City leaders are slated to hold a public hearing during tonight’s council meeting regarding an appeal filed against a recently approved 42-unit townhouse project near Sylvan Corners. The council will also hold a study session regarding a proposed Rental Housing Inspection Unit and will consider approving agreements related to several multi-million dollar infrastructure projects, including a $7 million “Electric Greenway” project.
Here’s a brief summary of what’s on schedule for the council’s April 12 meeting, followed by vote highlights from the most recent council meeting:
SPECIAL MEETING (6 p.m.):
- Study session. Review options for a proposed Rental Housing Inspection Unit (additional information was not listed in the agenda packet).
REGULAR MEETING (7 p.m.):
- $1.8M project. Staff recommend the council approve an agreement with Caltrans related to Phase 3 of the “Mariposa Avenue Safe Routes to School” project, as part of a grant authorization process. According to a staff report, the $1.8 million project will provide “a continuous pedestrian/bicycle infrastructure between Skycrest Elementary and San Juan High schools and along Farmgate Avenue linking the schools to each other and to the neighborhoods to the east. It will construct curb, gutter, sidewalk, bike lanes, curb access ramps and eight street lights on the east side of Mariposa Avenue between Northridge Drive and Eastgate Avenue, and will construct curb, gutter and sidewalk along the north side of Farmgate Avenue from Mariposa Avenue to Our Way.”
- $2.6M project. Staff additionally recommend the council approve an agreement with Caltrans related to Phase 4 of the “Mariposa Avenue Safe Routes to School” project, as part of a grant authorization process. According to a staff report, the $2.6 million project “will complete the bicycle and pedestrian network between Northeast Circle and Madison Avenue, including sidewalk, curb, gutter, bike lanes, street lighting, and upgrades to the traffic signal at the intersection of Madison Avenue and Mariposa Avenue.”
- Electric Greenway project. The council will consider approving an agreement with Caltrans related to a $7 million “Electric Greenway,” a 2.9-mile paved multi-use trail between Sunrise Boulevard and Wachtel Way. According to a staff report, the trail will largely follow an existing SMUD electric corridor easement and will connect several neighborhoods to seven parks, several schools and the Sunrise MarketPlace. The project also includes “a new signalized crossing of Fair Oaks Boulevard; pathway lighting; sidewalk; curb and gutter along a segment of Oak Avenue; drainage improvements; traffic signal modifications; and landscaping.”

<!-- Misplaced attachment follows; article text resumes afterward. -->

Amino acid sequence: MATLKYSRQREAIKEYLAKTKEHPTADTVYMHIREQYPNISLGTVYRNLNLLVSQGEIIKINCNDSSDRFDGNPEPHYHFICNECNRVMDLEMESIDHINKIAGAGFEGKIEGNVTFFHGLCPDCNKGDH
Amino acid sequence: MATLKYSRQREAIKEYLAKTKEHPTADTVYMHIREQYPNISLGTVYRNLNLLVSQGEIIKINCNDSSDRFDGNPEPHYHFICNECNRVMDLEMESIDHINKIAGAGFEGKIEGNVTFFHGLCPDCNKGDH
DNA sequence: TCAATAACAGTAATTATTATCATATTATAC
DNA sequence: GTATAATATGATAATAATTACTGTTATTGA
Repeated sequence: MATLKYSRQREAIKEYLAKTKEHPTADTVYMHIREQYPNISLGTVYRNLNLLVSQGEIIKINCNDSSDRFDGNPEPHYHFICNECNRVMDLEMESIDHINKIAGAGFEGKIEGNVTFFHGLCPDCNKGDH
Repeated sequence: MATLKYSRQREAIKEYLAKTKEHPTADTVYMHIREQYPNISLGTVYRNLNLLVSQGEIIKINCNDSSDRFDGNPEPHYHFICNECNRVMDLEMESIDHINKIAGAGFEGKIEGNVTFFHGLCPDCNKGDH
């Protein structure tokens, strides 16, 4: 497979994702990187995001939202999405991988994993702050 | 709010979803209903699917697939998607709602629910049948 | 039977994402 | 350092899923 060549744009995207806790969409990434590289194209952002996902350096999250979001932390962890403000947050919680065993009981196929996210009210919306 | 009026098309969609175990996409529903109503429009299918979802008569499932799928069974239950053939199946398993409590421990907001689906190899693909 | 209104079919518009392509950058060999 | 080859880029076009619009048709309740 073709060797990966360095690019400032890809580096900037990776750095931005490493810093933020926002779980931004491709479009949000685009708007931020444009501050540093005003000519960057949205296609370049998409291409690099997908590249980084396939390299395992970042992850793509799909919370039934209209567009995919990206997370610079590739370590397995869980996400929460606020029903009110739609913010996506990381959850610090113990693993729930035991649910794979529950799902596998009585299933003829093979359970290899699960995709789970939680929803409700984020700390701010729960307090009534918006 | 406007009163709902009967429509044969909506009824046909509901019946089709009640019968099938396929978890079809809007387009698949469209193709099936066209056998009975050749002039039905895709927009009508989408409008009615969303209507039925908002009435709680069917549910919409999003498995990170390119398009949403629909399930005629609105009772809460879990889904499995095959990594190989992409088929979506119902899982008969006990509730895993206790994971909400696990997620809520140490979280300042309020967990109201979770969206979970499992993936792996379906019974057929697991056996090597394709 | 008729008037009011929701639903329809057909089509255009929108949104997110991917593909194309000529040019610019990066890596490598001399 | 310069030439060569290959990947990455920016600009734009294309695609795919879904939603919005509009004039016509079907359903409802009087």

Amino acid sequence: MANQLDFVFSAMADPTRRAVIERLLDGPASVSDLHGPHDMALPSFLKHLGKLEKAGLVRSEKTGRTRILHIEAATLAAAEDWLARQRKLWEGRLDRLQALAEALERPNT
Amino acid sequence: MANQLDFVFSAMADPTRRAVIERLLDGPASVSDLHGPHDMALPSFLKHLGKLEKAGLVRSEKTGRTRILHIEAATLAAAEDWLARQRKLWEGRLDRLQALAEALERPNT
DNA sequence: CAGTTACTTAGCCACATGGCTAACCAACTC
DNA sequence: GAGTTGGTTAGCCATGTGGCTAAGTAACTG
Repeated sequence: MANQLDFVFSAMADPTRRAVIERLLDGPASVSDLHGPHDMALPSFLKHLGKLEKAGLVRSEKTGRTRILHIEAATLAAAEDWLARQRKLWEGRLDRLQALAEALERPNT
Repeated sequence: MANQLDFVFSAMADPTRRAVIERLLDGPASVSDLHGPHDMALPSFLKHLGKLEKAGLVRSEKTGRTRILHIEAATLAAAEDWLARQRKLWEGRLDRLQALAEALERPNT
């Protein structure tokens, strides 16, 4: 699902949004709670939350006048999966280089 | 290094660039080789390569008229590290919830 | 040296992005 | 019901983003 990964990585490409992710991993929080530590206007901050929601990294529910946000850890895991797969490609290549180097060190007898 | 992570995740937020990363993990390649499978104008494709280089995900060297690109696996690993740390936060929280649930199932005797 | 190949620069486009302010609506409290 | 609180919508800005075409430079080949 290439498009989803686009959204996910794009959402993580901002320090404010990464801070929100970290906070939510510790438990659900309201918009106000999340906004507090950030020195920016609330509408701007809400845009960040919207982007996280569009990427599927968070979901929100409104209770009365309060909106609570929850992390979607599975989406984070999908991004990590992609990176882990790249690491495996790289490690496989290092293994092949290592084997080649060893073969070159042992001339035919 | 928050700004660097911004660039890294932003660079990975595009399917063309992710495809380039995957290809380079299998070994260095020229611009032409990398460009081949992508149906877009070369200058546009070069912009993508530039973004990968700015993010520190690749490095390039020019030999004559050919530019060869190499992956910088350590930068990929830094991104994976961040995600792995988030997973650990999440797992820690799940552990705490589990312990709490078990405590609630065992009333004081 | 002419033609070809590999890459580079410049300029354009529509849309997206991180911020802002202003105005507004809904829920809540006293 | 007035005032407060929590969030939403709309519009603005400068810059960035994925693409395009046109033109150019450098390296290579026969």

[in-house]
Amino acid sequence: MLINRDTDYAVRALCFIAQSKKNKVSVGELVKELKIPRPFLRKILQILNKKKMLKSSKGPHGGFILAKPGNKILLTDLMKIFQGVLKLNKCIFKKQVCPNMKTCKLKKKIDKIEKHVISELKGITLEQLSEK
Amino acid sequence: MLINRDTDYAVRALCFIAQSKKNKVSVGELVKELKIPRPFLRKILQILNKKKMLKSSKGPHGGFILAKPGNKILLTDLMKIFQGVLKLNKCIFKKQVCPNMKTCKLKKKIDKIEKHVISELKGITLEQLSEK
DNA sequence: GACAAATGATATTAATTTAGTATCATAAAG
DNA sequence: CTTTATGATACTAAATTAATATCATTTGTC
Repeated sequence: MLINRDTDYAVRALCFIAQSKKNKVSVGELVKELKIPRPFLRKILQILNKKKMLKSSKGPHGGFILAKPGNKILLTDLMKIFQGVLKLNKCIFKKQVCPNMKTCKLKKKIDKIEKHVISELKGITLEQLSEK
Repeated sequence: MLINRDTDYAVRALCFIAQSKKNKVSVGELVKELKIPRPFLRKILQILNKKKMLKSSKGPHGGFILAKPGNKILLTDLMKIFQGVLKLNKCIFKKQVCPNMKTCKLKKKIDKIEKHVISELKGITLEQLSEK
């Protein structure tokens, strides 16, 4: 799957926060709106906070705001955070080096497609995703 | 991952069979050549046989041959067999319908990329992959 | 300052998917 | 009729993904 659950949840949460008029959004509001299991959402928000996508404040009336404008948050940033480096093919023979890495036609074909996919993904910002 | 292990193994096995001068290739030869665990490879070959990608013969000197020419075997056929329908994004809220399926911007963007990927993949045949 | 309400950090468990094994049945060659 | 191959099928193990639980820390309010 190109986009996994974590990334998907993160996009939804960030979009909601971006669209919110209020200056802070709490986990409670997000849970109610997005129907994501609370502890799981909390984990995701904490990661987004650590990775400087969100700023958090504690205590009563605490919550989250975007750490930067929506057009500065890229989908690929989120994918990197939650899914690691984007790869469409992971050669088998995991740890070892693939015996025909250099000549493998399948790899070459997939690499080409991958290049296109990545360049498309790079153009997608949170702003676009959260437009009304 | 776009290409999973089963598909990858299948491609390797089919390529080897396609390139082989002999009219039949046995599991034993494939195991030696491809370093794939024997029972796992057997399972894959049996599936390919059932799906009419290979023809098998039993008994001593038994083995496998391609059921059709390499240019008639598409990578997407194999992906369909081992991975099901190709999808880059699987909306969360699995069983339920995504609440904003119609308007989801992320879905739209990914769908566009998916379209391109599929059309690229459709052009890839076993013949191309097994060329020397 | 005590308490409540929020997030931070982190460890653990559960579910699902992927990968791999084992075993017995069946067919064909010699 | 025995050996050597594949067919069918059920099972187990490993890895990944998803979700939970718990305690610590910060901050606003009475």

- Appeal: 42-unit townhouse project. A neighborhood association filed an appeal after the Citrus Heights Planning Commission voted 5-1 in January to approve a 42-unit townhouse project near Sylvan Corners, behind Bearpaw’s corporate offices. The appeal was filed by the Sunrise Old Auburn Road neighborhood association, which covers the area where the proposed townhouses were approved to be constructed. Association President Jayna Karpinski-Costa told The Sentinel her neighborhood group thinks the development is “a terrible project in what could be a great spot.” She also cited concerns about “issues of traffic and vehicular and pedestrian safety,” as well as concerns about parking, landscaping and access. City staff recommend the council deny the appeal and approve the project, citing various portions of the general plan and zoning code, a traffic study, and staff responses to objections made in the appeal. (See prior story for context)
The city council’s special meeting will convene at 6 p.m. on April 12, 2018, at 6360 Fountain Square Drive. The regular meeting will follow at 7 p.m. The full agenda packet can be viewed by clicking here.
HIGHLIGHTS FROM March 22nd COUNCIL MEETING:
Present: Mayor Steve Miller, Vice Mayor Jeannie Bruins, Jeff Slowey, Bret Daniels, Albert Fox
Meeting length: 2 hrs. 14 min.
QUOTABLE: “…it’s not going to happen overnight.” – Mayor Steve Miller, responding to a statement made during public comment urging the city to review and update the city’s sign code to allow more temporary business signage.
- Proclamation. The Council issued a proclamation recognizing resident Ron Ferns for decades of work planting flowers and maintaining a section of Auburn Boulevard near Costco, as well as for volunteer work at a nearby nature preserve. Related: City recognizes Citrus Heights man for beautification work on Auburn Blvd
- Public comment. Louise Cordray, the owner of Java Cherry coffee house on Van Maren Lane, urged the council to review and update the city’s temporary sign guidelines, which ban most A-frame and temporary flag signage. Her brother also spoke during public comment, urging council members to consider the needs of small businesses. Mayor Miller replied that the sign ordinance is being looked into, but said the process would not “happen overnight.” Related: Owners say portable sign ban in Citrus Heights hurts small businesses
- Public hearing. An uneventful hearing was held regarding a report that detailed how $589,000 in federal Community Development Block Grant funds were used last year, the majority of which went to complete infrastructure improvements related to disability access. The council voted 5-0 to approve the report. (See the draft report)
- Annual crime report. Police Chief Ron Lawrence presented his annual crime report for 2017, reporting an overall decrease in violent crime in the city last year, along with increases in several categories of crime. For more, see story: Police Chief: violent crime dropped 12% in Citrus Heights during 2017